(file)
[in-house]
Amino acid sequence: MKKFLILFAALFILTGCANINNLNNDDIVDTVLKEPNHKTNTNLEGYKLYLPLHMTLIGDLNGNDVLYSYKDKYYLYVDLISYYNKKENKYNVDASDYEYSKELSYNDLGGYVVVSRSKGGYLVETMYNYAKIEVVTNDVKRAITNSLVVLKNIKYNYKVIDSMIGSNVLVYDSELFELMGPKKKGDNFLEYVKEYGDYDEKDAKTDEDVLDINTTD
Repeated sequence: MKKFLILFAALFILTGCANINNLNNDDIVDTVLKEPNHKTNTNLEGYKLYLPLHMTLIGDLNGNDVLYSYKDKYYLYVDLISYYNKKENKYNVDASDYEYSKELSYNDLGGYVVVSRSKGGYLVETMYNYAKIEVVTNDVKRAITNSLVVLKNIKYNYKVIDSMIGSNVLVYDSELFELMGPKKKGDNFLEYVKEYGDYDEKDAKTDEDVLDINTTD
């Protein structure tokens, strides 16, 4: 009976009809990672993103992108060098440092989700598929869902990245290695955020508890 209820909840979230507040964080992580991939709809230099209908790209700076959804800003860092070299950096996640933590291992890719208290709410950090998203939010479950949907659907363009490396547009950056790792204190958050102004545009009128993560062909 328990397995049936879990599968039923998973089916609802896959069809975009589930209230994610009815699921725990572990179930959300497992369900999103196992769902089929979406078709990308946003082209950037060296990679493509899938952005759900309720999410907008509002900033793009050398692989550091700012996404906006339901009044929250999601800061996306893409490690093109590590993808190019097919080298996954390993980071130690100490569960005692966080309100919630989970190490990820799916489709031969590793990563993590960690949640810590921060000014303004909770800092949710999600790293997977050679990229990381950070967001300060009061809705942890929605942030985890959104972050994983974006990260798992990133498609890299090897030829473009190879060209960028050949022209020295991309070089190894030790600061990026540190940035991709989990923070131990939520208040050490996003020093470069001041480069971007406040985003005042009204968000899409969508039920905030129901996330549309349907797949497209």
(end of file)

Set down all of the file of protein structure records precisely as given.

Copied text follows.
[in-house]
Amino acid sequence: MKKFLILFAALFILTGCANINNLNNDDIVDTVLKEPNHKTNTNLEGYKLYLPLHMTLIGDLNGNDVLYSYKDKYYLYVDLISYYNKKENKYNVDASDYEYSKELSYNDLGGYVVVSRSKGGYLVETMYNYAKIEVVTNDVKRAITNSLVVLKNIKYNYKVIDSMIGSNVLVYDSELFELMGPKKKGDNFLEYVKEYGDYDEKDAKTDEDVLDINTTD
Repeated sequence: MKKFLILFAALFILTGCANINNLNNDDIVDTVLKEPNHKTNTNLEGYKLYLPLHMTLIGDLNGNDVLYSYKDKYYLYVDLISYYNKKENKYNVDASDYEYSKELSYNDLGGYVVVSRSKGGYLVETMYNYAKIEVVTNDVKRAITNSLVVLKNIKYNYKVIDSMIGSNVLVYDSELFELMGPKKKGDNFLEYVKEYGDYDEKDAKTDEDVLDINTTD
């Protein structure tokens, strides 16, 4: 009976009809990672993103992108060098440092989700598929869902990245290695955020508890 209820909840979230507040964080992580991939709809230099209908790209700076959804800003860092070299950096996640933590291992890719208290709410950090998203939010479950949907659907363009490396547009950056790792204190958050102004545009009128993560062909 328990397995049936879990599968039923998973089916609802896959069809975009589930209230994610009815699921725990572990179930959300497992369900999103196992769902089929979406078709990308946003082209950037060296990679493509899938952005759900309720999410907008509002900033793009050398692989550091700012996404906006339901009044929250999601800061996306893409490690093109590590993808190019097919080298996954390993980071130690100490569960005692966080309100919630989970190490990820799916489709031969590793990563993590960690949640810590921060000014303004909770800092949710999600790293997977050679990229990381950070967001300060009061809705942890929605942030985890959104972050994983974006990260798992990133498609890299090897030829473009190879060209960028050949022209020295991309070089190894030790600061990026540190940035991709989990923070131990939520208040050490996003020093470069001041480069971007406040985003005042009204968000899409969508039920905030129901996330549309349907797949497209």